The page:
One reason for the delay in producing a vaccine is the difference between people and mice. In humans, the Zika virus inhibits the production of type I interferons, an important regulator of the immune system. This enables the virus to establish itself more or less freely. When researchers tried to study this in mice, they were in for a surprise.

“The Zika virus does not inhibit the production of type I interferons in mice. If, as a result of this knowledge, research were conducted on mice that do not produce type I interferons, other functions of the immune system would also be affected that would create difficulty in identifying the immune components that protect against the infection. Luckily, we had previously worked on yellow fever, which is also caused by a flavivirus closely related to Zika. With yellow fever, we had found out that we could actively infect the mice by injecting the virus directly into the brain. Using this technique, we could use mice to discover how activating the immune system could protect against disease,“ explains another main author, Allan Randrup Thomsen, Professor, Department of Immunology and Microbiology, University of Copenhagen.

Although the World Health Organization has toned down its initial catastrophic warnings on the global threat of the Zika virus, a vaccine is still sorely needed. The virus is spreading increasingly northward in the United States, and with a warming global climate, the mosquito and its attendant viral diseases are expected to move further north. This provides Zika with opportunities to ravage new areas.

“Developing a vaccine is necessary both for regions we expect will be struck in the near future and also for the parts of the population in the affected regions that are not yet infected. Developing a vaccination programme that will enable the whole population to become fully immune would make sense, such as with rubella in Denmark.”

Danes are keen travellers and although they live in northern latitudes they should not feel completely safe because the Zika virus is unfortunately transmitted in other ways than by mosquitoes.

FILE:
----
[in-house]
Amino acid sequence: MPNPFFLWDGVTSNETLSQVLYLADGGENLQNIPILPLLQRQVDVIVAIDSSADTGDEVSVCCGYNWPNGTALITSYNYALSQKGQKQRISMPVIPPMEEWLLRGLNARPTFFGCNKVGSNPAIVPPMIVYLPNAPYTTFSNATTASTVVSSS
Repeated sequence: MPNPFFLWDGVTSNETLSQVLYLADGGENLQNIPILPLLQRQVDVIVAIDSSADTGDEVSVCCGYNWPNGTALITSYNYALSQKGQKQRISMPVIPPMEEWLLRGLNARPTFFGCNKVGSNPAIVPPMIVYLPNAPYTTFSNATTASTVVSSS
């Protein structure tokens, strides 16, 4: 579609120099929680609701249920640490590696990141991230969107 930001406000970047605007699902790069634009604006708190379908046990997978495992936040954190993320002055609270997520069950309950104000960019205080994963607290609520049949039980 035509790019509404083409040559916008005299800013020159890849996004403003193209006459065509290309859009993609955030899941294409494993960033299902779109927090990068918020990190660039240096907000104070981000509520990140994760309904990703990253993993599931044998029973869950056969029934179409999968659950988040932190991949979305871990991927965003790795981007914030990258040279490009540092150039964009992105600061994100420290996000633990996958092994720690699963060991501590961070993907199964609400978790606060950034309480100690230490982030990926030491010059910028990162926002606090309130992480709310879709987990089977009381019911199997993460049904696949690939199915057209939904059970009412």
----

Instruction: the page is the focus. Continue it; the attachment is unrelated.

“A man who travels to an affected region and is infected with the Zika virus risks transmitting the infection to his partner through his sperm. The virus has been detected in sperm up to 2 months after an infected man has had symptoms, so developing a vaccine is also very important for people travelling to these regions.”

A New In Vivo Model to Study Protective Immunity to Zika Virus Infection in Mice with Intact Type I Interferon Signaling” has been published in Frontiers of Immunology. The Lundbeck Foundation is the main donor to the project, headed by Jan Pravsgaard Christensen, Søren Buus, Anette Stryhn and Allan Randrup Thomsen. The Novo Nordisk Foundation awarded a grant in 2010–2016 to Allan Randrup Thomsen, Department of Immunology and Microbiology, University of Copenhagen for research on the role of type I interferon and aspects of virus-induced inflammation and other topics.

Allan Randrup Thomsen
Professor
Virology is the study of viruses. Within biomedicine it is particularly the study of the diseases caused by viruses, which attract interest; how do viruses induce diseases? How are virus induced diseases prevented? Experimental virology aims to answer these questions through studies of the interactions of viruses with living cells in vitro and in vivo, including studies of model infections in laboratory animals. Another area of focus is the development of effective vaccines for prevention of viral infections, including the use of modified viruses as vaccine vectors.